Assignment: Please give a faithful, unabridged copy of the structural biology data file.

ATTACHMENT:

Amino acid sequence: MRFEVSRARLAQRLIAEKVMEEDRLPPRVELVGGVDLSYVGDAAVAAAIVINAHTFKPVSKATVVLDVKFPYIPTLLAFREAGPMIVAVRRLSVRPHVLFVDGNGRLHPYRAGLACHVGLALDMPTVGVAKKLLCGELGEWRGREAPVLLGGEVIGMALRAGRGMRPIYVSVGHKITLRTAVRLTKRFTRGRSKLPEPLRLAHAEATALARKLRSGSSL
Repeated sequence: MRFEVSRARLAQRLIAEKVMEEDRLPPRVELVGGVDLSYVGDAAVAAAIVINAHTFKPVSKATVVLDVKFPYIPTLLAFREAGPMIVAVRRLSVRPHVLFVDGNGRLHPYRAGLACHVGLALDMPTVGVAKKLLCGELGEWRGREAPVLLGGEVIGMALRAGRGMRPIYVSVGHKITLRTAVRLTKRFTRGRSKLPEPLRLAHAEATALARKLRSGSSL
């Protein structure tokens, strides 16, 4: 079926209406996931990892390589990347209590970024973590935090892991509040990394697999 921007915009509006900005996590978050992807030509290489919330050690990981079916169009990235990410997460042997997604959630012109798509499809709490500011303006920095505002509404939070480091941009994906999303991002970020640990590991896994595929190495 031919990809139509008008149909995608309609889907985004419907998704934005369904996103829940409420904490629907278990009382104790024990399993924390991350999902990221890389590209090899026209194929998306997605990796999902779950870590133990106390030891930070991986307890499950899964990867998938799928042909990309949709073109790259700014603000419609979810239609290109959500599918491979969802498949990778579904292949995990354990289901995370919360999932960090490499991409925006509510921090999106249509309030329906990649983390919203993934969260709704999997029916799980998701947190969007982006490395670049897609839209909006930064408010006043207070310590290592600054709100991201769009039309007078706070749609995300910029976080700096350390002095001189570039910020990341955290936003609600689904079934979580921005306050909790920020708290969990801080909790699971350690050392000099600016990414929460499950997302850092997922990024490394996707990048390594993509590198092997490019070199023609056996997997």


Amino acid sequence: MRFEVSRARLAQRLIAEKVMEEDRLPPRVELVGGVDLSYVGDAAVAAAIVINAHTFKPVSKATVVLDVKFPYIPTLLAFREAGPMIVAVRRLSVRPHVLFVDGNGRLHPYRAGLACHVGLALDMPTVGVAKKLLCGELGEWRGREAPVLLGGEVIGMALRAGRGMRPIYVSVGHKITLRTAVRLTKRFTRGRSKLPEPLRLAHAEATALARKLRSGSSL
Repeated sequence: MRFEVSRARLAQRLIAEKVMEEDRLPPRVELVGGVDLSYVGDAAVAAAIVINAHTFKPVSKATVVLDVKFPYIPTLLAFREAGPMIVAVRRLSVRPHVLFVDGNGRLHPYRAGLACHVGLALDMPTVGVAKKLLCGELGEWRGREAPVLLGGEVIGMALRAGRGMRPIYVSVGHKITLRTAVRLTKRFTRGRSKLPEPLRLAHAEATALARKLRSGSSL
């Protein structure tokens, strides 16, 4: 079926209406996931990892390589990347209590970024973590935090892991509040990394697999 921007915009509006900005996590978050992807030509290489919330050690990981079916169009990235990410997460042997997604959630012109798509499809709490500011303006920095505002509404939070480091941009994906999303991002970020640990590991896994595929190495 031919990809139509008008149909995608309609889907985004419907998704934005369904996103829940409420904490629907278990009382104790024990399993924390991350999902990221890389590209090899026209194929998306997605990796999902779950870590133990106390030891930070991986307890499950899964990867998938799928042909990309949709073109790259700014603000419609979810239609290109959500599918491979969802498949990778579904292949995990354990289901995370919360999932960090490499991409925006509510921090999106249509309030329906990649983390919203993934969260709704999997029916799980998701947190969007982006490395670049897609839209909006930064408010006043207070310590290592600054709100991201769009039309007078706070749609995300910029976080700096350390002095001189570039910020990341955290936003609600689904079934979580921005306050909790920020708290969990801080909790699971350690050392000099600016990414929460499950997302850092997922990024490394996707990048390594993509590198092997490019070199023609056996997997």